Alvin York: Biography & Quotes

Instructor: Flint Johnson

Flint has tutored mathematics through precalculus, science, and English and has taught college history. He has a Ph.D. from the University of Glasgow

Learn all about Sergeant Alvin York, the man who single-handedly captured over a hundred German soldiers during World War I. When you've finished the lesson, you can use the follow-up quiz to test your own knowledge of Sergeant York.

Early Life

Alvin York aboard the U.S.S. Ohioan for his press conference
Sgt. York at his press conference

A drunken brawler who found God and a hero of World War I who spent the rest of his life using his fame to help people: that just about sums up the life of Alvin York. One of 11 children, he was born on a farm in Tennessee in 1887. The family was poor, and his father worked as a blacksmith to supplement income.

In 1911, Alvin's father died. By then, his two older brothers were married and living out of the county, so Alvin was responsible for bringing in enough income to help his mother and siblings. He worked in a nearby city at railroad construction and then as a logger, becoming skilled in both jobs. But, Alvin also liked to spend time in bars; he was often arrested for fighting, too.

Alvin's mother was very religious and often convinced him to come to sermons. His life changed dramatically in 1914, when his best friend was killed in a bar fight and he attended a revival, during which he had a conversion experience. After that, all Alvin wanted to be was a good Christian.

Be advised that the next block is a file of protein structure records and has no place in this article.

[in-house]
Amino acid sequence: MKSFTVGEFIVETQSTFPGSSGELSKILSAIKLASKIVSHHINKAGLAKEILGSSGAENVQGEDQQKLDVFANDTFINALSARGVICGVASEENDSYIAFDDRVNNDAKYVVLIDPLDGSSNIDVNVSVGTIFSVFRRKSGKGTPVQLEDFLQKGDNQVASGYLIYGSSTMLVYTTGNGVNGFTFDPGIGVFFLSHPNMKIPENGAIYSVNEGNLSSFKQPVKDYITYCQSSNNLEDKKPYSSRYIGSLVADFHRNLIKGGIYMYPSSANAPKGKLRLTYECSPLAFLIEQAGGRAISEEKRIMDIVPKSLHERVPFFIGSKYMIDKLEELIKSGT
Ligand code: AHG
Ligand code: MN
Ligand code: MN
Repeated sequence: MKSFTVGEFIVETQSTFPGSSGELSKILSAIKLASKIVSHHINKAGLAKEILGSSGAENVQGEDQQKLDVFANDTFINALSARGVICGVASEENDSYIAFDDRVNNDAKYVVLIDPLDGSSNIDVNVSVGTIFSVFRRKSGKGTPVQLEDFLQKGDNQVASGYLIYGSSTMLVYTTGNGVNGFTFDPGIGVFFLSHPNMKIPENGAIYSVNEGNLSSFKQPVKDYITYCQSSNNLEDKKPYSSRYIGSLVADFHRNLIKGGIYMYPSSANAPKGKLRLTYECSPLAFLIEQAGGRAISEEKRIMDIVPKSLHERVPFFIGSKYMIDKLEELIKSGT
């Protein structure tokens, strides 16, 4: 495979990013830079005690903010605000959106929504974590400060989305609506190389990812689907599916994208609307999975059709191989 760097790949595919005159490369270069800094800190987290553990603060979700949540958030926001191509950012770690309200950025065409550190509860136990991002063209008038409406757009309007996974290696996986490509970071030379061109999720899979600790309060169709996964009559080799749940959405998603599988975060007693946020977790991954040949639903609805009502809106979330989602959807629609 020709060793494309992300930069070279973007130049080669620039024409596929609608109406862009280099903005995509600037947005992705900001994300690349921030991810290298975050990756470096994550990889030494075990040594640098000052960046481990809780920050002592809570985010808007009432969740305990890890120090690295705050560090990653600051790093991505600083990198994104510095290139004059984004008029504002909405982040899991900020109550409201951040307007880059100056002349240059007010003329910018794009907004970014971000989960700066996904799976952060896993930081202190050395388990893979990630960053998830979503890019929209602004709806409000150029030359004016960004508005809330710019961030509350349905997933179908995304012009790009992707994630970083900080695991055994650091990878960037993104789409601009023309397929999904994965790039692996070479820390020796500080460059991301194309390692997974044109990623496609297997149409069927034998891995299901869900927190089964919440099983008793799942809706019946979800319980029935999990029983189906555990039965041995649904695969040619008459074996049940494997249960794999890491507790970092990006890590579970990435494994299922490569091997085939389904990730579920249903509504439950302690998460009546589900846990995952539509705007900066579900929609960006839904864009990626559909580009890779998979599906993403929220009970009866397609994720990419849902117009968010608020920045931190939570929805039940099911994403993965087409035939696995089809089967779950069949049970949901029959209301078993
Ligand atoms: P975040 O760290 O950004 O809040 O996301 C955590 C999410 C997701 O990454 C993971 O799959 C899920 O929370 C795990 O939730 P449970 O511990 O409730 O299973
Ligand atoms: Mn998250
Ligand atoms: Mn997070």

World War I

Alvin York registered for enlistment in 1917, but he also applied for conscientious objector status, requesting to be kept out of combat because he didn't want to kill anyone. After long conversations with both his captain and his major, Alvin was given a 10-day leave. When he came back, he was certain that God wanted him to fight. As Alvin later put it: 'liberty and freedom are so very precious that you do not fight and win them once and stop.' They are 'prizes awarded only to those peoples who fight to win them and then keep fighting eternally to hold them!'

A Battle of Argonne

During the Battle of Argonne, Corporal York, three other noncommissioned officers and 13 soldiers were ordered to take out a group of German machine gun emplacements. When the Americans got lost, they ended up behind German lines; nine of the soldiers were killed or wounded. Sergeant Alvin York was given command of the remaining soldiers. While his men held their position, Alvin made his way toward the machine gunners and charged them.

When Sergeant Alvin York came upon the Germans, several machine gunners trained their weapons on him, but he managed to evade and take them out. Using his pistol. Alvin killed six soldiers charging at him with bayonets. After that, the entire German battalion surrendered to Sergeant York. He captured 132 German soldiers in all.

In reflecting upon the incident, Alvin wrote: 'So you can see here in this case of mine where God helped me out. I had been living for God and working in the church some time before I come to the army. So I am a witness to the fact that God did help me out of that hard battle; for the bushes were shot up all around me and I never got a scratch.'

Awards and Fame

Sergeant York returns home in 1919
Sgt. York at home

For his actions at the Battle of Argonne, Sergeant Alvin York was awarded the Congressional Medal of Honor, as well as the highest honor the French, Italians and Montenegrins had to offer. As Marshall Foch of the French Army once put it: 'What you did was the greatest thing accomplished by any private soldier of all of the armies of Europe.'

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